Institute for War and Peace Reporting | Giving Voice, Driving Change
Northern Ugandan youngsters have urged the International Criminal Court, ICC, to do a better job of educating them about how the court's work will affect children who suffered harm during the 21-year civil war between Ugandan government forces and the rebel Lord's Resistance Army, LRA.
They made this request when ICC officials and internal refugees - so-called internally displaced people, or IDPs - met recently in Otuboi IDP camp, near Soroti, in northeastern Uganda.
The open-air gathering was attended by 200 schoolchildren, dressed in purple dresses and shirts, and 800 adults. The adults included 70 IDP camp leaders from Otuboi and nine other camps.
The children recollected the suffering they had experienced at the hands of the LRA in a drama presentation. The LRA entered the region in which Otuboi is located in 2003, killing villagers, looting and burning houses and abducting children to serve as fighters and sex slaves.
Some fifty per cent of the population was forced to live in IDP camps for security. Living conditions in the camps, said the United Nations Office for the Coordination of Humanitarian Affairs, are deplorable, with a lack of adequate basic needs such as shelter, medical care, and food and non-food necessities.
In the aftermath of the LRA offensive, secondary and primary education collapsed totally before being slowly resurrected by government and international organisations.
The ICC team, comprising officials from the court's administrative division in The Hague and led by Charles Martin Juuko, the ICC's Field Outreach Coordinator for Uganda, was accused of failing to investigate sufficiently the role in atrocities of the Ugandan armed forces and government, whose president, Yoweri Museveni, referred the situation in northern Uganda to the ICC in December 2003.
The representatives of the world's first permanent war crimes court were also told by schoolchildren at the Otuboi meeting that they should be educating them, as well as adults, about the court's functions.
The ICC delegation has been visiting other areas of northern Uganda, holding seminars on the court's mandate as laid down in international law; the state of its investigations in northern Uganda; the complexity of the court's successive judicial phases; and the unique way that victims can participate in its proceedings.
Paul Ebiru, vice-chairman of the nearby Amuria district council, said the ICC presentation had been “an eye-opener” to him. But he warned that the ICC arguments would be unconvincing if court officials did not look at issue of educating children affected by the war.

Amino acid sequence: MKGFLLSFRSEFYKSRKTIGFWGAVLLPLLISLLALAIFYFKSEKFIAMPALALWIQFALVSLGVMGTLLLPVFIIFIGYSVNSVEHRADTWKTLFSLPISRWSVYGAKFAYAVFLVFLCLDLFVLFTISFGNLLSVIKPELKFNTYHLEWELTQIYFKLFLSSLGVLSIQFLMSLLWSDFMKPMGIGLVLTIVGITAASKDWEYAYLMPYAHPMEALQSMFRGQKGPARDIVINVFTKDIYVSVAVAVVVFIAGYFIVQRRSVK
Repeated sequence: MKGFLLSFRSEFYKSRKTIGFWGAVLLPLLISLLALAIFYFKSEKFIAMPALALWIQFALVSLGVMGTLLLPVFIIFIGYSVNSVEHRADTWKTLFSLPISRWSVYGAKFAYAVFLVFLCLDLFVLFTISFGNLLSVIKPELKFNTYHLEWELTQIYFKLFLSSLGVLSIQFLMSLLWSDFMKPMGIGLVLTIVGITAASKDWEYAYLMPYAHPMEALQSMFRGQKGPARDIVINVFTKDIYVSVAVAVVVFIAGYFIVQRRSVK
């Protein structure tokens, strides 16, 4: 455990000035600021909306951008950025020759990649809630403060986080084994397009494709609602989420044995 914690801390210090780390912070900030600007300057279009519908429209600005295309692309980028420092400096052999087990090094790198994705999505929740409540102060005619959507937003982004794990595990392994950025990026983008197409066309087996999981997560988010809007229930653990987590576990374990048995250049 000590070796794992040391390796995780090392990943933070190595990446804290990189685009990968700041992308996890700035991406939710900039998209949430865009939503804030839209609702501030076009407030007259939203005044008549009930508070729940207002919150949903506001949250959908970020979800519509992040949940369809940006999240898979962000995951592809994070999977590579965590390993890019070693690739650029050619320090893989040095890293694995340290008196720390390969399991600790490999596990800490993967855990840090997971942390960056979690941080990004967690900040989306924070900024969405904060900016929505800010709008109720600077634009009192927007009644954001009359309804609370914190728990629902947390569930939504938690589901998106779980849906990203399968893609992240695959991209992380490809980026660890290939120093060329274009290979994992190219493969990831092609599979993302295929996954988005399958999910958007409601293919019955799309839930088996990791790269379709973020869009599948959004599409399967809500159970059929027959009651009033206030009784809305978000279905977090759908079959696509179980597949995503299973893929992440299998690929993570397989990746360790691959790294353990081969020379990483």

The ICC delegates were also urged to investigate alleged atrocities committed by the Ugandan army and its militia allies. This is a tricky issue for the ICC. For example, victims of a raid on the nearby Barlonyo camp said the 7,000-strong Amuka Defence Unit, an auxiliary militia trained by the army to fight alongside regular troops, admitted it had killed some one hundred camp occupants in 2003 as they fled from an LRA attack in 2003. Another 400 people were killed by the LRA as its guerrillas burned camp buildings.
Following President Museveni's referral to the ICC of the civil war in the north, the ICC's chief prosecutor Luis Moreno-Ocampo issued arrest warrants in July 2005 for the LRA's top five men - its leader Joseph Kony and Vincent Otti, Raska Lukwiya, Okot Odhiambo and Dominic Ongwen. Lukwiya died in combat last year.
The LRA leaders have been indicted on 33 counts of war crimes and crimes against humanity, including abduction, sexual enslavement, mutilation, the killing of civilians and forcibly using children as guerrilla fighters.
The LRA rebellion has driven more than 1.7 million people into internal refugee camps throughout northern Uganda. Some 100,000 people have died and as many as 38,000 children have been abducted and forced to join the insurgents.
Museveni infuriated ICC officials in July last year with a policy flip-flop when, without consulting the ICC, he offered a blanket amnesty for Joseph Kony and his top aides and opened peace negotiations with LRA representatives in Juba, the capital of South Sudan.
Bill Oketch is an IWPR reporter in Uganda.
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